I think I’m an inversion addict…

 

#inversionaddict

I’d seen the hashtag for a long time before I realised! I still saw it as ‘other’, those clever people who can do that stuff. I think, because, I was still focussed on where I needed to go, rather than what I had become. Looking at the photos in this blog, I’m smiling, I’ve achieved some stuff. Stuff I NEVER thought possible at the beginning or even halfway through. I had faith in the process, that training made me feel good in the short term. On that day. (Check out my blog Little by Little for motivation on getting started)

As you grow stronger on the journey you naturally try new moves and often don’t realise they’re impressive until you see someone’s reaction! Check out my instagram… for more. And here’s some of my you tube links:  headstand on beamassisted headstand on beamOlympic Rings.

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My goal was and still is to conquer handstand, by which I mean hold it at will no support and eventually on parallel bars. It’s taken me a long time because I developed headstand strength first, which is more core and neck. And for handstand, despite strong wrists for barwork (pull ups, push ups, dips) and punching, my 90 degree wrist strength needed a lot of work and shoulders loosening.

However once I took a step back and gathered my thoughts I realised, that despite all the work that I have to do on inversions, that I too was a #inversion addict! (about 40% of my instagram shots are me up-side-down lol).

 

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Storytime

It began 9 years ago, it shocks me to say that, feels so recent and so distant at the same time. I’d been working in the office on and off for 10 years (minus 3 years for study). I had dabbled in some dance classes and mini workouts before a long steam but in short I had zero fitness, zero strength and absolutely no core.  At 28 I still looked fine on the outside but I could feel something was wrong on the inside and the rest would soon follow if I didn’t do anything. A looming darkness that something wasn’t right; IBS symptoms, depression, SAD, anxiety and insomnia. I had no idea what the answer was at the time and that training would become my new way of life.

I tried a yoga class at work and realised something profound: I felt like I should be able to do the moves but I couldn’t; it was weird seeing people holding one legged stances and pulling off headstands, I was shocked to the core. What had happened to me? I was really active at school. I didn’t know at this point that you could change your body to be able to do the movement you want (through A LOT of hardwork :)).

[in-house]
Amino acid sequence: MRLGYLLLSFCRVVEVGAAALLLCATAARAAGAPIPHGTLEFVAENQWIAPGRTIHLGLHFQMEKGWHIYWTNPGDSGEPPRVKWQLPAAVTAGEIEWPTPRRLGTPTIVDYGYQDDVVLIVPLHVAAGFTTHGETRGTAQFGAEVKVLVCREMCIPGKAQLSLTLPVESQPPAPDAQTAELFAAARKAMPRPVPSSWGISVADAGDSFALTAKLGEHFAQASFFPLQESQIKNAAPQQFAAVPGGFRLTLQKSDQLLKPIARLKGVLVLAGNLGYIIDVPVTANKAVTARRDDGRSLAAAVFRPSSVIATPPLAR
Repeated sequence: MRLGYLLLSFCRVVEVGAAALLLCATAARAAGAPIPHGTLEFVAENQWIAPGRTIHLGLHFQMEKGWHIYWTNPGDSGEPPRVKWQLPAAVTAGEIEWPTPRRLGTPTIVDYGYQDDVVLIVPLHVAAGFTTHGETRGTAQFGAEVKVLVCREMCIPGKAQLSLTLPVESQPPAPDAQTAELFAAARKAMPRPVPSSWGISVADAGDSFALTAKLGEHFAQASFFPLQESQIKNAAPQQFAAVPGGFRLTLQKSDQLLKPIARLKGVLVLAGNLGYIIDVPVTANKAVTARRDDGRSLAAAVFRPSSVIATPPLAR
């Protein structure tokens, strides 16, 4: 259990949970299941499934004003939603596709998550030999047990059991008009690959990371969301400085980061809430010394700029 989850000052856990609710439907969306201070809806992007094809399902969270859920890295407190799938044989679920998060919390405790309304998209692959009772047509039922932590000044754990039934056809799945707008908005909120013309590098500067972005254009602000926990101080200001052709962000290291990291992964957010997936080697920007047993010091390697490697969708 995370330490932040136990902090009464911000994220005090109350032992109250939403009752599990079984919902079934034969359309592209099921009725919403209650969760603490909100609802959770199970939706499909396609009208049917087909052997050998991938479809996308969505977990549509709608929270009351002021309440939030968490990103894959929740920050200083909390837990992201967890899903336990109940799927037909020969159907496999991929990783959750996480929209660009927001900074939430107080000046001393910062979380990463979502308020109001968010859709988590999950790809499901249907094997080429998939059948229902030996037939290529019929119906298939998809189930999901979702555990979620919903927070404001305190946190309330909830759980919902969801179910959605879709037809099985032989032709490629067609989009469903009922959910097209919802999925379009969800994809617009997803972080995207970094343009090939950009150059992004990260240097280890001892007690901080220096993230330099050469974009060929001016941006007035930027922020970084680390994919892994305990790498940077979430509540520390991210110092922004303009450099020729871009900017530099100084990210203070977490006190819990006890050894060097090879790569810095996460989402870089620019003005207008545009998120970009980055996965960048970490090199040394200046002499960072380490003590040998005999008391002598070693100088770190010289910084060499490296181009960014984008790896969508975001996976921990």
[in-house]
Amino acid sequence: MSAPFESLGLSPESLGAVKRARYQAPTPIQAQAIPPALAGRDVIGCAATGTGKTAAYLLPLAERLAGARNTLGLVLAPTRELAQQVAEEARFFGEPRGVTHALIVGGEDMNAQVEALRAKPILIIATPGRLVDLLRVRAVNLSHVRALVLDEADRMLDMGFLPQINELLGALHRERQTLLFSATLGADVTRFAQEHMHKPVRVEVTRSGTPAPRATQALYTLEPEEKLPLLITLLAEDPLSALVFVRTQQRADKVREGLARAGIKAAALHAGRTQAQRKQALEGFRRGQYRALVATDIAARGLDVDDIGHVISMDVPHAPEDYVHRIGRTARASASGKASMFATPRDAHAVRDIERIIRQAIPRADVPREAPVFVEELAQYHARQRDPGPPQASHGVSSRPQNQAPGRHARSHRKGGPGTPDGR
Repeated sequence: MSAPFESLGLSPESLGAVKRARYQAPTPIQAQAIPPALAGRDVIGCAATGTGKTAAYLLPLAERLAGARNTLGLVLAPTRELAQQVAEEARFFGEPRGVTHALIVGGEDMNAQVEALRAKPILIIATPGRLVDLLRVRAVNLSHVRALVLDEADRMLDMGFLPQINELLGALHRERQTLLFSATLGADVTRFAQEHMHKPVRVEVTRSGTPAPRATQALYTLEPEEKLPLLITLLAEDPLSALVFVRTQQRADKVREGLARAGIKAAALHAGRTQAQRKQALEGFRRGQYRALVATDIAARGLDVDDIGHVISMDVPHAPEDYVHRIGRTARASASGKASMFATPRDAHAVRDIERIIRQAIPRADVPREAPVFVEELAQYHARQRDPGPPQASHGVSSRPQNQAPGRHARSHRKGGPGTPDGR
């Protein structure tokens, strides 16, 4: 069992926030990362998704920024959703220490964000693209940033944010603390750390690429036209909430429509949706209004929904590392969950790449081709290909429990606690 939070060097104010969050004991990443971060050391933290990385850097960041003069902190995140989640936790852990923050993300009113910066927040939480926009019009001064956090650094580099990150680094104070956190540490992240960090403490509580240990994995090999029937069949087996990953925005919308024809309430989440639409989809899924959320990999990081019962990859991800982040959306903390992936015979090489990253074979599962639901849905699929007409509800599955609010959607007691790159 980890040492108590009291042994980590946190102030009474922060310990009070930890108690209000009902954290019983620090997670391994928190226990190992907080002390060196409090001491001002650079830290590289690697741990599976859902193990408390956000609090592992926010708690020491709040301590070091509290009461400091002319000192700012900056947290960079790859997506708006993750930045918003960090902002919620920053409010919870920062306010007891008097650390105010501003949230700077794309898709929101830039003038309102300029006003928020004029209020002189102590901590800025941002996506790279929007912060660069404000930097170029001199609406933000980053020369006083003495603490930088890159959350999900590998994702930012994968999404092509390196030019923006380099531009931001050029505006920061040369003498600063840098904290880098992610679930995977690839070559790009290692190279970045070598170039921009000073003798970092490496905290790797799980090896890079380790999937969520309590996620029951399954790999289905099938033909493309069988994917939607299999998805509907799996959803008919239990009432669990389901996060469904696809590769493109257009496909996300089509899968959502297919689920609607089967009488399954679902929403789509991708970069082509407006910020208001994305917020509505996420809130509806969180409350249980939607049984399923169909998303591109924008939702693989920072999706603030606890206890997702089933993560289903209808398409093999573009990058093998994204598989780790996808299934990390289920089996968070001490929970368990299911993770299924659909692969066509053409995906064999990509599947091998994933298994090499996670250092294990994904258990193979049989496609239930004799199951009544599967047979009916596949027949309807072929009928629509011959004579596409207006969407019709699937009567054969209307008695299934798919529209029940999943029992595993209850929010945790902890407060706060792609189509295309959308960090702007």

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I was a long way off a headstand, in fact 4 years off (training for around 4 hours a day 5 times a week).  Your body knows when it’s not ready and I wasn’t ready. Some people were and I now know why; they had core.

[Piece of advice, when someone tries to tell you you’re lacking confidence because you don’t want to try something, ignore them, your body knows best. It’s moments like these when you get injured. Your body will naturally want to try a new move when it’s ready.]

Inversions are for all levels of ability

Inversions, however, are for everybody of all levels. An inversion at it’s most basic level is standing up on straight legs, bending over and letting your head hang. All the way up to gymnastics bars, olympic rings, flips, headstands, parallel bars…

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no handed ankle weight headstand

Balance mind body and soul

They are an invaluable way of balancing the body system: physically, emotionally, mentally (and spiritually, in brackets because you can ignore it if you wish).

Physically you are putting your heart and lungs above your head. This is calming. It lowers the blood pressure (so any conditions of this nature ask your doctor if it’s ok.)

If you’re feeling mentally stressed it helps clear the mind just by holding your head upside down. If you put your head in the soil you’re ‘grounding’ your body too!

Naturally you feel emotionally calmer from being still, focusing on breathing and lowering your head; extreme emotions like fear and anxiety seem to be balanced by the physical system working against gravity and pumping blood the other way.

 

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How to use an inversion in day to day situations